With respect to electricity, poorest communities have given up on trying to link to a national electric grid (which is much too expensive) and are jumping straight to household “microgrids”. For example, India has launched a program to give by the end of 2018 all households with no electricity a microgrid comprising a solar panel, battery, five lights, fan, and cell charger. Microgrids have gotten much cheaper and better, in great part thanks to improvements in battery technology. Battery technology is being driven mostly by the popularity of electric vehicles. Electric vehicles are becoming more popular due in great part to Tesla and Elon Musk.

And with respect to internet connections, Elon Musk’s role is even more direct. SpaceX has an ambitious, relatively secretive effort to launch nearly 12,000 satellites into low earth orbit to bathe the planet in broadband. The system will be initially operational in 2020 and fully operational by 2025. This means that those places that are too difficult or expensive to reach with traditional internet connections will suddenly be online. Since less than half the planet currently has usable, affordable access to the internet, this is a really big deal.

If a household has electricity and it has internet, it can link to information services, education resources, health guidance, government programs and other services. It may be simplistic to say that extreme poverty is incompatible with global broadband — but for many reasons that is probably true.

So Elon — please keep at the global warming / transport / safe computing / saving humanity tasks — we appreciate it. And while you’re at it, you may also eliminate global poverty. Thank you in advance!

Facebook Ditches Aquila

aquilaFacebook recently announced that they will be stopping their Aquila drone initiative, instead relying on other companies to build high altitude aircraft. In a company blog post, Facebook said that they no longer plan to build their own equipment since the broader industry is now interested in the concept.

Facebook continues to support connectivity programs for the ~four billion people currently without internet access, including fiber programs, terragraph, and policy initiatives such as a proposal for 2019 World Radio Conference to get more spectrum for High Altitude Platform Station (HAPS) systems. Facebook also is quietly investing in a next generation satellite program.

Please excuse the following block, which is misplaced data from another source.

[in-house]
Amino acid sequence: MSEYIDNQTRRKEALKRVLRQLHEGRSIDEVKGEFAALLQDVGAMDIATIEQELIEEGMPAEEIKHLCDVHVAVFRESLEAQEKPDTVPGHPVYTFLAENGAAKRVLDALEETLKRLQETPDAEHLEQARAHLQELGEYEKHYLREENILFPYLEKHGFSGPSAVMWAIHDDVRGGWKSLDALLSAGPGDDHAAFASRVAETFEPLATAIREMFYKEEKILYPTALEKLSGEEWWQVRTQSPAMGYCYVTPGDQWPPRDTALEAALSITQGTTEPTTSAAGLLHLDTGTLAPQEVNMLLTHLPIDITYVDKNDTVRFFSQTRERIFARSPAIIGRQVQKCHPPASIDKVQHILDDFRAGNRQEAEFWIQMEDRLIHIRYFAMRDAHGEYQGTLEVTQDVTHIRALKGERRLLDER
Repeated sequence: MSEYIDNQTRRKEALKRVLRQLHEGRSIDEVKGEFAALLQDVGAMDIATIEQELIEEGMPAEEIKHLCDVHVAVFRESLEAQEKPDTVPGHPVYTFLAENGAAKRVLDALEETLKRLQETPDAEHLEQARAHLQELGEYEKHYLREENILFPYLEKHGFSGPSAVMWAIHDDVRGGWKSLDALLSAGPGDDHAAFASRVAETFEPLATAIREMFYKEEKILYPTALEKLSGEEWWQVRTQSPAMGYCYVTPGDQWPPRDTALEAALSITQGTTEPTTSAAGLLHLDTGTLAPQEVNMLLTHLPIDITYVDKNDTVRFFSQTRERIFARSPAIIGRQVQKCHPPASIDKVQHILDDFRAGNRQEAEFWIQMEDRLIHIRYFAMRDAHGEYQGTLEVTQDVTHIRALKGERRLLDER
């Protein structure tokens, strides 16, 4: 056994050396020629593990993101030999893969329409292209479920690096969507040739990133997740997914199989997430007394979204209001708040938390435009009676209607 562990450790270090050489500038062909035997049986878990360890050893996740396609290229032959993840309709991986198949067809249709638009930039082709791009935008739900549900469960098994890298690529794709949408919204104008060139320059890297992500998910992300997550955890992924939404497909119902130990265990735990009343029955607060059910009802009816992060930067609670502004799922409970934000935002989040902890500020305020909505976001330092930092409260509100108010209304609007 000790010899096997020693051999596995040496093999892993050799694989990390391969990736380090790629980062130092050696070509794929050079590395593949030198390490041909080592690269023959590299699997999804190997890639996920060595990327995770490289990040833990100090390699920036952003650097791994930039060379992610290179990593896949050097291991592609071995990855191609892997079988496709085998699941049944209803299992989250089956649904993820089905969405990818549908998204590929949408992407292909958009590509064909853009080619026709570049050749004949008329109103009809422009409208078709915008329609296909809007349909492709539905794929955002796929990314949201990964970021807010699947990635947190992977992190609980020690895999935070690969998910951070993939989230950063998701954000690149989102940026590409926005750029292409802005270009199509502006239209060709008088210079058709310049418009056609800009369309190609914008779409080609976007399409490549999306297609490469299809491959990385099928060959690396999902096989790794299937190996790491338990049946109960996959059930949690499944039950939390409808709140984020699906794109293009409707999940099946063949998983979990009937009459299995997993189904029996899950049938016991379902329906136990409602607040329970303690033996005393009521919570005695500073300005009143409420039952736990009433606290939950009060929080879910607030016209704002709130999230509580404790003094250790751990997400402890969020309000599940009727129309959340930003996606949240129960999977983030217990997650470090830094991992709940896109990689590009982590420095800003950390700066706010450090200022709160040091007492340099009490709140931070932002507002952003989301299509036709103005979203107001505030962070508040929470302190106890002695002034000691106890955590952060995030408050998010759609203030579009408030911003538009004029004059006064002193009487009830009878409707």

The Promise of Mobile Banking

mpesa_logoAround two billion people on the planet are “unbanked” — which is to say they have no access to financial services. Their transactions are all in cash. Any savings need to be hidden in their home. They are vulnerable to crime. They can’t earn interest. They can’t transfer money to others. They don’t qualify for loans.

Fortunately, new technologies are offering important opportunities, particularly through cell phones.

The best-known and most celebrated online financial service utilizing cell phones is M-Pesa, launched in Kenya in 2007. M-Pesa allows users to deposit cash into their M-Pesa accounts (usually via the ubiquitous cell phone agents that sell users minutes all across Kenya), store money, and transfer money to others. They can also pay bills, purchase air time, and in some cases buy products.

M-Pesa was launched when Safaricom, a leading mobile operator in Kenya, saw that new cell phone users were “banking” minutes on their phones. Apparently, if someone had some money, it was safer to buy and store minutes than to hold cash. When Safaricom allowed users to share minutes, they saw people start to make payments to one another in this new “currency”. So Safaricom decided to allow users to not only store and share minutes, but also money. M-Pesa was born.